technology transport

Four ways to make a solar highway

Last week I mentioned solar roads as a (so far) failed sustainable transport innovation. Specifically, I was talking about projects that have attempted to embed solar panels in the road surface. This is obviously a huge technical challenge, if they’re going to be durable enough to be driven over by heavy traffic. It’s also unnecessary, as there are other ways to make a solar highway.

Solar power along roads can power street lighting and signage, as well as export surplus power to homes and businesses nearby. As more road transport is electrified, it might also be able to serve charging points or on-road systems such as wireless or cabled charging.

Here are four ways I can think of to make a solar highway.

1 – The road surface. I’m aware of solar road projects in the US, France and China. The first didn’t work properly, the French project fell to pieces in a couple of years. The Chinese project had been damaged within a week, though it has apparently fared okay since. The most successful project has been the solar bike path installed in the Netherlands, and of course it’s much easier to accomodate bikes than the tractors that demolished the solar road in France.

Why do companies keep trying it, despite the weight of scepticism? Because if it can be made to work, solar surfaces could automatically clear themselves of snow and ice. Built-in lighting could warn drivers of accidents or delays. China’s system, which includes batteries and panels protected by transparent concrete, might still work. But since the main benefit of solar panels is generating electricity, there are better places to put them than under the wheels of heavy good vehicles.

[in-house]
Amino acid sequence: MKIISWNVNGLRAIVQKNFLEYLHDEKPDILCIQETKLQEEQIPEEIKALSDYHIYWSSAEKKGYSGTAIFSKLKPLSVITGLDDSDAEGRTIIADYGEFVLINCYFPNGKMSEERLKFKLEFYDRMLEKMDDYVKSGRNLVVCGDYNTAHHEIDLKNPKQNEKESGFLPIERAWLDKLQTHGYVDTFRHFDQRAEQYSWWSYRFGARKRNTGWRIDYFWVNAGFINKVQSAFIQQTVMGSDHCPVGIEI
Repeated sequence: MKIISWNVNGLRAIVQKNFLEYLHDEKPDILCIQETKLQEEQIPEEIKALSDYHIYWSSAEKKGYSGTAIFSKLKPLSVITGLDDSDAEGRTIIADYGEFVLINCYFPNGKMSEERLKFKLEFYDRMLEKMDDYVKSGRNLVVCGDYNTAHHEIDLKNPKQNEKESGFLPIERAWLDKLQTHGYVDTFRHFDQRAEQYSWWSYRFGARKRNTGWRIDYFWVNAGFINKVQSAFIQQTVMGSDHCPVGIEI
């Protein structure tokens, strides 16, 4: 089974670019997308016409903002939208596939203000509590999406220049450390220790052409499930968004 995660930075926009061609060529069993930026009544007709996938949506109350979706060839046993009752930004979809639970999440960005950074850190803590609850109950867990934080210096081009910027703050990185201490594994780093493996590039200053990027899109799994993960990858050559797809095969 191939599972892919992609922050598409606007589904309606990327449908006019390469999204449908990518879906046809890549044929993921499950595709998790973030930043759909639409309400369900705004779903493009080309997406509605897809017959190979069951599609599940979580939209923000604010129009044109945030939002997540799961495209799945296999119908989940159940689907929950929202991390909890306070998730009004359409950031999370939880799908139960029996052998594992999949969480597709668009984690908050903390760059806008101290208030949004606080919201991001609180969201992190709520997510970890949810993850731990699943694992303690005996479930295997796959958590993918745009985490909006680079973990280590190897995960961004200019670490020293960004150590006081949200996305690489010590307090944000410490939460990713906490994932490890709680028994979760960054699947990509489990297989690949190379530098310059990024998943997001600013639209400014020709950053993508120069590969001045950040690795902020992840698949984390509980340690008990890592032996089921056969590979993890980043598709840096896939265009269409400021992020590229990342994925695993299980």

2 – On the verges. Many road designs have wide verges, and motorways are often levelled into broad embankments. Where a road runs north to south, there are often miles and miles of perfectly oriented slopes that could host PV. There’s a huge new venture being planned in the Netherlands that will see solar installed down both sides of the motorway and on the central reservation, and that got the green light this year. Here’s one being installed in Germany back in 2007:

3 – The sound barriers: where highways pass through urban areas, sound barriers are often added to the sides to reduce noise pollution. Switzerland apparently claim the world first, having added PV to sound barriers back in 1989. A 2017 study by the US Department of Transport found them in 14 different countries, including Britain, though I don’t remember hearing of any beyond a trial a few years ago. (Let me know if you’ve seen one!) There are a variety designs. There are fairly traditional barriers with PV stuck on top, or integrated in zig-zag shelves. The Netherlands has translucent coloured glass ones that can double up as billboards or public art. There are also transparent vertical solar fences that allow light in from both sides, such as this example in Germany:

4 – Over the top. Finally, there are projects that build a canopy over the top of the road and place the panels on that. This protects roads from snow and ice too, and reduces noise. Make them transparent, and you can still benefit from natural light during the day. Belgium added a solar tunnel to a railway line about a decade ago. Croatia has a sound-proofing solar canopy on its A7 highway. In Germany, the village of Goldbach is protected from the noise of a six lane autobahn by a tunnel with solar on the roof. A new project will test the idea of solar road canopies in Germany and Austria over the next three years, with the possibility that they might look something like this:

 

Leave a Reply

Fill in your details below or click an icon to log in:

WordPress.com Logo

You are commenting using your WordPress.com account. Log Out /  Change )

Google photo

You are commenting using your Google account. Log Out /  Change )

Twitter picture

You are commenting using your Twitter account. Log Out /  Change )

Facebook photo

You are commenting using your Facebook account. Log Out /  Change )

Connecting to %s

This site uses Akismet to reduce spam. Learn how your comment data is processed.

%d bloggers like this: